Author ORCID Identifier

Defense Date


Document Type


Degree Name

Doctor of Philosophy


Integrative Life Sciences

First Advisor

Baneshwar Singh, Ph.D.

Second Advisor

Sarah Seashols-Williams, Ph.D.

Third Advisor

David Edwards, Ph.D.

Fourth Advisor

Tomasz Arodz, Ph.D.

Fifth Advisor

Cydne Holt, Ph.D.


The confirmatory identification of body fluids is one of the most critical steps in criminal investigations, as it provides not only information on the source of the DNA, but it can corroborate evidence, aid in the reconstruction of a crime, and associate evidence with a person of interest. Current serological methods utilize biochemistry and immunology to identify biological evidence; however, these serological tests are mostly presumptive while only testing for one fluid at a time, potentially wasting precious evidence. More recently, forensic investigators have suggested the use of molecular methods such as mRNA, miRNA, or DNA methylation. While each of these methods is promising, each of these comes with their own limitations. RNA based methods have been shown with poor stability, require high amounts of starting material, and require additional steps in the workflow. Additionally, while DNA methylation has shown promise where other methods have failed, this methodology also requires additional workflow steps, can result in conversion errors, and has many factors impacting methylation levels, making the validation and integration difficult.

To address these factors, this study developed a non-human DNA (bacteria) based body fluid identification method. For this, 812 body fluid samples from over 200 donors were collected and preserved using methods common for evidence collection to mimic the current forensic workflow. For the developmental validation studies, we collected 80, 728, and 200 body fluid samples for impact of manual versus robotic (man v cube) DNA extraction methods, sample storage time and temperature, and various swab types objectives, respectively. Except for urine samples, all body fluids were extracted using the QIAamp DNA Investigator Kit. DNA from urine was extracted using the QIAamp DNA Micro Kit. DNA extracts were quantified for bacterial DNA using a quantitative PCR method as described in Seashols-Williams et al. (2018). Variable region four (V4) of 16S ribosomal DNA (16S rDNA) was amplified using a dual-indexing strategy and then sequenced on the MiSeq FGx sequencing platform using the MiSeq Reagent Kit v2 (500 cycles) and following the manufacturer’s protocol. Machine learning prediction models were used to assess the classification accuracy of the newly developed method. As there was no significant difference in bacterial communities between vaginal fluid, menstrual blood, and female urine, these were combined as female intimate samples. Except in urine, the bacterial structures associated with male and female body fluid samples were not significantly different from one another. The developed XG Boost prediction model accurately identified human body fluid samples with an overall accuracy of more than 88%. The man v cube study showed that there was no significant difference in bacterial DNA yields and bacterial community compositions; however, reagent blanks associated with robotically extracted body fluid samples resulted in significantly different bacterial communities than their manual counterpart. When investigating the impact of storage time and temperature, storage temperature had a significant impact on the bacterial DNA yield, decreasing as the temperature increased regardless of storage time; however, the storage conditions did not significantly impact the bacterial communities associated with each body fluid. Finally, in the swab comparison study, results suggest that while differences in bacterial community structures were observed at later simulated timepoints, the swab type did not significantly impact bacterial DNA yields or the associated bacterial community compositions. This suggests that the previously identified body fluid indicators remain stable regardless of extraction method, storage conditions, or sampling method. This newly developed bacterial signature-based method is fast (no additional steps are needed as the same DNA can be used for both body fluid identification and STR typing), efficient (consumes less sample as one single test can identify all major body fluids), sensitive (needs only 5 pg of bacterial DNA), accurate, remains stable under various conditions, and can be easily added into a forensic high throughput sequencing (HTS) panel.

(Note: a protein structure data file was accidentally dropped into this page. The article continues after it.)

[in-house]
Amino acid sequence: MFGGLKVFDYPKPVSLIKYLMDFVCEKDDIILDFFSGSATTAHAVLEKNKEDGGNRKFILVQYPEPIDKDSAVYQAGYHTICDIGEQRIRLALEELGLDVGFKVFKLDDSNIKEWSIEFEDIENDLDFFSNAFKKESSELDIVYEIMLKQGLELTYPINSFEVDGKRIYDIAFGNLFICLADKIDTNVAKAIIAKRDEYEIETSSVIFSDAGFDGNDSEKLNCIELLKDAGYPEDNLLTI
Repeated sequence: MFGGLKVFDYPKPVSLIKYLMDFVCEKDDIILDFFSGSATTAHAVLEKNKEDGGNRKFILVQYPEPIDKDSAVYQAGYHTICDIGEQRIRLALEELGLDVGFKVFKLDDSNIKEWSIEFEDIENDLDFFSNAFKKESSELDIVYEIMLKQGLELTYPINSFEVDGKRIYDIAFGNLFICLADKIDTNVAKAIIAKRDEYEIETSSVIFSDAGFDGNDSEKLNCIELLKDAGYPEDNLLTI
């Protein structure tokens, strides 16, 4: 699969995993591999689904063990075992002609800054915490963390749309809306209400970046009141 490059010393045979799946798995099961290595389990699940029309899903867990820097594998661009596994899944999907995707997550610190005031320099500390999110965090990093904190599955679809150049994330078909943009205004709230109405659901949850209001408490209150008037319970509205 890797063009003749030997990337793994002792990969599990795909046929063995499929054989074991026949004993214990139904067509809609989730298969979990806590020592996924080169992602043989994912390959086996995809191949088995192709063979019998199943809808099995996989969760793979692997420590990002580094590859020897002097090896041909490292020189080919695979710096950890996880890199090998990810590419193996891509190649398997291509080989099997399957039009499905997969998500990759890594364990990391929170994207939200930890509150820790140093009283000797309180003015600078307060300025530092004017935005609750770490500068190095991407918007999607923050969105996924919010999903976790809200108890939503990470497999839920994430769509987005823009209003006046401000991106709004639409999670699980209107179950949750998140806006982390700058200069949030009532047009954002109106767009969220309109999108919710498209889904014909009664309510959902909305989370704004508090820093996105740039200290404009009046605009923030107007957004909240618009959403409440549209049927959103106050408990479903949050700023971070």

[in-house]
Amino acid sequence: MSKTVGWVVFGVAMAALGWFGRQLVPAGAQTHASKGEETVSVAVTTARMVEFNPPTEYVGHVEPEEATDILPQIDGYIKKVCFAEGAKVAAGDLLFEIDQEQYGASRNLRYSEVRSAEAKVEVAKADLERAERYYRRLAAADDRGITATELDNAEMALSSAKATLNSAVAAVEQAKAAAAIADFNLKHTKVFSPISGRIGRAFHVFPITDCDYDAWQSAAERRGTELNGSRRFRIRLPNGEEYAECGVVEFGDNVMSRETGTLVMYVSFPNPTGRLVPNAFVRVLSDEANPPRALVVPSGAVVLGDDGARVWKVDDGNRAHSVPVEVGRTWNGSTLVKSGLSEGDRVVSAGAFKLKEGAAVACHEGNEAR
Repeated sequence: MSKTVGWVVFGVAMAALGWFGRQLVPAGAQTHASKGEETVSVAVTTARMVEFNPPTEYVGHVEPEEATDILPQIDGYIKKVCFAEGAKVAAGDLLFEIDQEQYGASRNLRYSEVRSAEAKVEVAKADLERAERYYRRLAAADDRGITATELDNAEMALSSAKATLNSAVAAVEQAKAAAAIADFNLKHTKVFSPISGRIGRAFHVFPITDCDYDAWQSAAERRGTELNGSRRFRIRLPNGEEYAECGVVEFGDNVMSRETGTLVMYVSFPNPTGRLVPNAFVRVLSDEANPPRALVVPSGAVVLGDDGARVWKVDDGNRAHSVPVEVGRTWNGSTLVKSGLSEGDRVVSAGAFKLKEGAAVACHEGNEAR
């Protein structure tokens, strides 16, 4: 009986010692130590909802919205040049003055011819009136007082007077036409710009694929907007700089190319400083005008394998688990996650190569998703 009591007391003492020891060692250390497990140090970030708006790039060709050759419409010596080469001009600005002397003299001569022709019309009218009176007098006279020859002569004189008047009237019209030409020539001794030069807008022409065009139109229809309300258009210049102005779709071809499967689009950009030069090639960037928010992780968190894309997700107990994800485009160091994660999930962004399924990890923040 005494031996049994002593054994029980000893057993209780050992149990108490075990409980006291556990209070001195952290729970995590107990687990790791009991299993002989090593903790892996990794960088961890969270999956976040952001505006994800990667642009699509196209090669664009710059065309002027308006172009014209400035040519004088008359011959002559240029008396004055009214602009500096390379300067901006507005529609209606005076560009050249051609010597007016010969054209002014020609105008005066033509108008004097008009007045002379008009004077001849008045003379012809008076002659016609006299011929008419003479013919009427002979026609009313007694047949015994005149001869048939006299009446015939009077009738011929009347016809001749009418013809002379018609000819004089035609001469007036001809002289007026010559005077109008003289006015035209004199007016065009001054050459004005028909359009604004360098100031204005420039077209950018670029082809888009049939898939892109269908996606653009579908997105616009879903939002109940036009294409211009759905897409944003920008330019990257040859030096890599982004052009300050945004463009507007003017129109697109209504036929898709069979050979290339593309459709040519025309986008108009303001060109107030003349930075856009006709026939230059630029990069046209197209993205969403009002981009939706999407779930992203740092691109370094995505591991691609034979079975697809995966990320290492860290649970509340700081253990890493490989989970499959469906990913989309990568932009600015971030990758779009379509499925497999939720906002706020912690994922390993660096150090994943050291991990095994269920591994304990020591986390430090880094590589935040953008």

© Denise M. Wohlfahrt

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